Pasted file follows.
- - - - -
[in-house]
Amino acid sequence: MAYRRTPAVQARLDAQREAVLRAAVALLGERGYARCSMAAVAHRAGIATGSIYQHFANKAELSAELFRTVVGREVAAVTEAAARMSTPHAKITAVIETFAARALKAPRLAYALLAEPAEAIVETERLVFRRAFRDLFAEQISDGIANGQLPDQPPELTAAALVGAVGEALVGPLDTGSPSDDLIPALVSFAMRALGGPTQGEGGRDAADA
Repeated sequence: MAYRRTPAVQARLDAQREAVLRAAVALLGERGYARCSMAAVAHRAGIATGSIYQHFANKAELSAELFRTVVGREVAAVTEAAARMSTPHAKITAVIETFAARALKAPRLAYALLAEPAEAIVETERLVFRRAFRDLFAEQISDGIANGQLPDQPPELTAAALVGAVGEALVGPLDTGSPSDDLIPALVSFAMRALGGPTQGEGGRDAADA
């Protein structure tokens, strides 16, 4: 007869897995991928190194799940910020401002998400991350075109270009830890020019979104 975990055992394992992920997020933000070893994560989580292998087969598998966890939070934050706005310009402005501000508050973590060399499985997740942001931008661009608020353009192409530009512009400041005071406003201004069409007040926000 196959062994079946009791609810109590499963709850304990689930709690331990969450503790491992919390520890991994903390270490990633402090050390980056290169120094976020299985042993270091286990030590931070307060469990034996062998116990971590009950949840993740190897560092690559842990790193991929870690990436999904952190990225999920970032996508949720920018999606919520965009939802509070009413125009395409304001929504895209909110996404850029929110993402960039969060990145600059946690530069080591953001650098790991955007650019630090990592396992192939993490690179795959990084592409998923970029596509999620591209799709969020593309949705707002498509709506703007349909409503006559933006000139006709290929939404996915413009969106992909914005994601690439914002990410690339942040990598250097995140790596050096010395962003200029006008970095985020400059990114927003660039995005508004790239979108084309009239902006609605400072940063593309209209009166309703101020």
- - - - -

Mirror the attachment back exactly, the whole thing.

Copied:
[in-house]
Amino acid sequence: MAYRRTPAVQARLDAQREAVLRAAVALLGERGYARCSMAAVAHRAGIATGSIYQHFANKAELSAELFRTVVGREVAAVTEAAARMSTPHAKITAVIETFAARALKAPRLAYALLAEPAEAIVETERLVFRRAFRDLFAEQISDGIANGQLPDQPPELTAAALVGAVGEALVGPLDTGSPSDDLIPALVSFAMRALGGPTQGEGGRDAADA
Repeated sequence: MAYRRTPAVQARLDAQREAVLRAAVALLGERGYARCSMAAVAHRAGIATGSIYQHFANKAELSAELFRTVVGREVAAVTEAAARMSTPHAKITAVIETFAARALKAPRLAYALLAEPAEAIVETERLVFRRAFRDLFAEQISDGIANGQLPDQPPELTAAALVGAVGEALVGPLDTGSPSDDLIPALVSFAMRALGGPTQGEGGRDAADA
């Protein structure tokens, strides 16, 4: 007869897995991928190194799940910020401002998400991350075109270009830890020019979104 975990055992394992992920997020933000070893994560989580292998087969598998966890939070934050706005310009402005501000508050973590060399499985997740942001931008661009608020353009192409530009512009400041005071406003201004069409007040926000 196959062994079946009791609810109590499963709850304990689930709690331990969450503790491992919390520890991994903390270490990633402090050390980056290169120094976020299985042993270091286990030590931070307060469990034996062998116990971590009950949840993740190897560092690559842990790193991929870690990436999904952190990225999920970032996508949720920018999606919520965009939802509070009413125009395409304001929504895209909110996404850029929110993402960039969060990145600059946690530069080591953001650098790991955007650019630090990592396992192939993490690179795959990084592409998923970029596509999620591209799709969020593309949705707002498509709506703007349909409503006559933006000139006709290929939404996915413009969106992909914005994601690439914002990410690339942040990598250097995140790596050096010395962003200029006008970095985020400059990114927003660039995005508004790239979108084309009239902006609605400072940063593309209209009166309703101020």